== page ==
Syslog is a method to collect messages from devices to a server running a syslog daemon. Logging to a central syslog server helps in aggregation of logs and alerts. Cisco devices can send their log messages to a Unix-style SYSLOG service. A SYSLOG service simply accepts messages, and stores them in files or prints them according to a simple configuration file. This form of logging is the best available for Cisco devices because it can provide protected long-term storage for logs. This is useful both in routine troubleshooting and in incident handling.
Configure logging in the Cisco IOS
When configuring logging, the most important command to know is the logging command, used when in Global Configuration Mode. Here’s an example of this command and its options.
router (config) # logging?
Hostname or A.B.C.D IP address of the logging host
buffered Set buffered logging parameters
buginf Enable buginf logging for debugging
cns-events Set CNS Event logging level
console Set console logging parameters
count Count every log message and timestamp last occurrence
exception Limit size of exception flush output
facility Facility parameter for syslog messages
history Configure syslog history table
host Set syslog server IP address and parameters
monitor Set terminal line (monitor) logging parameters
on Enable logging to all supported destinations
origin-id Add origin ID to syslog messages
rate-limit Set messages per second limit
reload Set reload logging level
server-arp Enable sending ARP requests for syslog servers when first configured
source-interface Specify interface for source address in logging transactions
trap Set syslog server logging level
userinfo Enable logging of user info on privileged mode enabling
There are eight different logging levels of syslog server-
Router Configuration for Syslog
Router #config terminal
Enter configuration commands, one per line. End with CNTL/Z.
Router(config)#service timestamps debug datetime localtime show-timezone msec
Router (config)#service timestamps log datetime localtime show-timezone msec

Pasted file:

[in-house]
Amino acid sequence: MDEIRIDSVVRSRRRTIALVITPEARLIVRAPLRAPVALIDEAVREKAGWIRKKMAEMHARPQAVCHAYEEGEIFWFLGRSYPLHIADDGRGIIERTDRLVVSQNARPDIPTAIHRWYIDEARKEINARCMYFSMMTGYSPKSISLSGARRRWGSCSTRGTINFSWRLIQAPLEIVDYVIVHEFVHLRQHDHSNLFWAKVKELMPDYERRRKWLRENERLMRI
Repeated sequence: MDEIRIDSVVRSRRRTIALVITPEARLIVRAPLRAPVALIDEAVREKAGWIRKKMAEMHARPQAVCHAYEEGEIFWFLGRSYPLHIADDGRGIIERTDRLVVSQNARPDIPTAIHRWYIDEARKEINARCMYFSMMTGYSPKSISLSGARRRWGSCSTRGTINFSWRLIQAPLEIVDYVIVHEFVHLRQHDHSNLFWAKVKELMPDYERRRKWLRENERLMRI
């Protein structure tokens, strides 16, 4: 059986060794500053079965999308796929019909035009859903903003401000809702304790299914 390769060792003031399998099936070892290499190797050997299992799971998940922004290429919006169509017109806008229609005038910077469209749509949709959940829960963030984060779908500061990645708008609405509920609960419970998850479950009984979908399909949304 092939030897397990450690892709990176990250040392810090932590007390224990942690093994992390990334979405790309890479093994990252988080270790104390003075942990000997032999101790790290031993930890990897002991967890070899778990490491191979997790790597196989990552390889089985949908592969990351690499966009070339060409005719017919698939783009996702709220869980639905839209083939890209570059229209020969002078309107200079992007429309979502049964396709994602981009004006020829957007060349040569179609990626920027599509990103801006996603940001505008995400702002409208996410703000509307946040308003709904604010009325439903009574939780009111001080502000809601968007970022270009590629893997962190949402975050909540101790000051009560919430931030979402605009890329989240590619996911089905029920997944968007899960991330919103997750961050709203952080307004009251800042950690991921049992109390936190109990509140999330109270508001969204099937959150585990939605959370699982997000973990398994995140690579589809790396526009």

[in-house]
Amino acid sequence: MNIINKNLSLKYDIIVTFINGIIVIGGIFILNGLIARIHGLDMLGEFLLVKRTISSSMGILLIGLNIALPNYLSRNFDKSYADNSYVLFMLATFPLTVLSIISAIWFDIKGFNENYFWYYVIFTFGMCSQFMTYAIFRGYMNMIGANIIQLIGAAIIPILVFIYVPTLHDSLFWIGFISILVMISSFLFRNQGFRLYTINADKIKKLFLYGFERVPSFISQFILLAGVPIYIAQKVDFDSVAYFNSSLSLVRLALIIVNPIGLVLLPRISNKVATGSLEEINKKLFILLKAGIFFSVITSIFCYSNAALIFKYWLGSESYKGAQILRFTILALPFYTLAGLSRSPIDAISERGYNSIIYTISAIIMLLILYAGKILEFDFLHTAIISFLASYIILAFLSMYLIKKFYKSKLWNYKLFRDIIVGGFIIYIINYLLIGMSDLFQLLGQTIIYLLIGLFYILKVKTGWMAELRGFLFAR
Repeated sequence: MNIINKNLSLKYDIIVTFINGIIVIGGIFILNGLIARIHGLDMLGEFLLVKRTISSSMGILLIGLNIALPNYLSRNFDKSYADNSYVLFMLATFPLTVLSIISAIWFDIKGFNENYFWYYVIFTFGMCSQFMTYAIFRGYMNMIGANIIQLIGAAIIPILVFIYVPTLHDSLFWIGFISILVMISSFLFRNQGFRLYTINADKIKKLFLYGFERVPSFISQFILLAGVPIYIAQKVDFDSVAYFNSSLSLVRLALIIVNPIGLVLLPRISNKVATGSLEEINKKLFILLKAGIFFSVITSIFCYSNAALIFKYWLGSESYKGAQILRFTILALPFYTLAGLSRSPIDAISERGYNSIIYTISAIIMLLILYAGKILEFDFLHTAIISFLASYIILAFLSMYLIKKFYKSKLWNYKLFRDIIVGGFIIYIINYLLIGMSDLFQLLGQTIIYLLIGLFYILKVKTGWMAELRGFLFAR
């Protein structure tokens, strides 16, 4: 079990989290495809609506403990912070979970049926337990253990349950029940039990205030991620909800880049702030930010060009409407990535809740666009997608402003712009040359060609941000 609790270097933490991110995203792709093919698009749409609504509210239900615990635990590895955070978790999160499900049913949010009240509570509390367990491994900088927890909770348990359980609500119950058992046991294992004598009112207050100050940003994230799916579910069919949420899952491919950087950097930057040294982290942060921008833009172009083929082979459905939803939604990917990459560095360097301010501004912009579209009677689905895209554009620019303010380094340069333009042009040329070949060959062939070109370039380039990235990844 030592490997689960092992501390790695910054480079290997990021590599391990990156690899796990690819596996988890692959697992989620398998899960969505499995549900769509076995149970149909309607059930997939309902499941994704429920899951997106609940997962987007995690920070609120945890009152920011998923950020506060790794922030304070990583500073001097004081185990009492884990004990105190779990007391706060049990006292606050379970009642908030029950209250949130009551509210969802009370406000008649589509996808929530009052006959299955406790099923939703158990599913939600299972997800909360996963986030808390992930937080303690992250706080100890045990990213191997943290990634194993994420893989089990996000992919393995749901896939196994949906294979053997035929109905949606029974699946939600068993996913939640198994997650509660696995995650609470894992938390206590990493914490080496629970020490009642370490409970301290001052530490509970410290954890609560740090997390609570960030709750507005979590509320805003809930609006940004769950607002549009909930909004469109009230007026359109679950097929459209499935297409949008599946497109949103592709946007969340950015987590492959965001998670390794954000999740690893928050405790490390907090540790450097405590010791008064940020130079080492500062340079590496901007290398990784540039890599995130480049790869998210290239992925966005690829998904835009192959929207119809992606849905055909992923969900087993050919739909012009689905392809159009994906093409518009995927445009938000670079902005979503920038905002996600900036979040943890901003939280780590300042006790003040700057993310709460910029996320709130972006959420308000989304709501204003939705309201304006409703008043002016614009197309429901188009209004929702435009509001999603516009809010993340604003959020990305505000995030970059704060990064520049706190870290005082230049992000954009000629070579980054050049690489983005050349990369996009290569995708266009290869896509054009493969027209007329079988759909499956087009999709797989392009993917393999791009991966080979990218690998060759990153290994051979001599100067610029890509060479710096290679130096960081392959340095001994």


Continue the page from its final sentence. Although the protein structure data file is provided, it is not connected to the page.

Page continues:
Router (config)#logging facility local3
Router (config)#logging trap warning
Router #show logging
Syslog logging: enabled (0 messages dropped, 0 flushes, 0 overruns)
Console logging: level debugging, 79 messages logged
Monitor logging: level debugging, 0 messages logged
Buffer logging: disabled
Trap logging: level warnings, 80 message lines logged
Logging to 192.168.0.30, 57 message lines logged
View the status of logging and the logging itself
To view the status of your logging as well as the local buffered log, use the show logging command. Here’s an example:
router# show logging
Syslog logging: enabled (0 messages dropped, 394 messages rate-limited,91 flushes, 0 overruns, xml disabled, filtering disabled)
Console logging: level debugging, 2766982 messages logged, xml disabled,filtering disabled
Monitor logging: level debugging, 12370 messages logged, xml disabled,filtering disabled
Buffer logging: level debugging, 2754146 messages logged, xml disabled,filtering disabled
Logging Exception size (4096 bytes)
Count and timestamp logging messages: disabled
Trap logging: level debugging, 3420603 message lines logged
Logging to 10.1.1.1, 3420603 message lines logged, xml disabled,filtering disabled
Log Buffer (10000000 bytes): i96
Feb 7 13:34:00.065 CST: %LINK-3-UPDOWN: Interface Serial1/1:22, changed state to up
Feb 7 13:34:00.069 CST: %DIALER-6-BIND: Interface Se1/1:22 bound to profile Di96
Note that this router has enabled syslog logging and is sending it to host 10.1.1.1. In addition, console logging is at the debugging level, and the setting for local buffered logging is 10,000,000 bytes.
Look out for these common logging errors
Logging can be frustrating at times. To help prevent some of that frustration, let’s look at three common errors.
1. Not setting the terminal to monitor logging
If you Telnet into a router and can’t see some of the logging you’re expecting, check to see if you’ve set your terminal to monitor the logging. You can enable this with the terminal monitor command. To disable it, use the terminal no monitor command.
To determine whether you’ve enabled monitoring, use the show terminal command, and look for the following:
Capabilities: Receives Logging Output
If you see this, you’re monitoring logging output. If it returns None for capabilities, then the monitoring is off.
2. Using the incorrect logging level
If you can’t see logging output, you should also check whether you’ve set the level correctly. For example, if you’ve set the console logging to emergencies but you’re running debugging, you won’t see any debugging output on the console.
To determine the set level, use the show logging command. Keep in mind that you need to set the level to a higher number to see all levels below it. For example, setting logging at debugging shows you every other level.
In addition, make sure you match the type of logging that you want to see with the level you’re configuring. If you configure monitor logging to debug but you’re on the console and you’ve set it to informational, you won’t see the debug output on the console.
3. Displaying the incorrect time and date in logs
You may see log messages that don’t exhibit the correct date and time. There are a variety of options to control the date and time that appear on logging output (either to the screen or to the buffer). To control this, use the following command:
Router(config)# service timestamps debug ?
datetime Timestamp with date and time
uptime Timestamp with system uptime
Remember that many problems require some kind of historical log to help find a solution. That’s why it’s important to make sure you’ve properly configured logging so you can use your logs to see the past.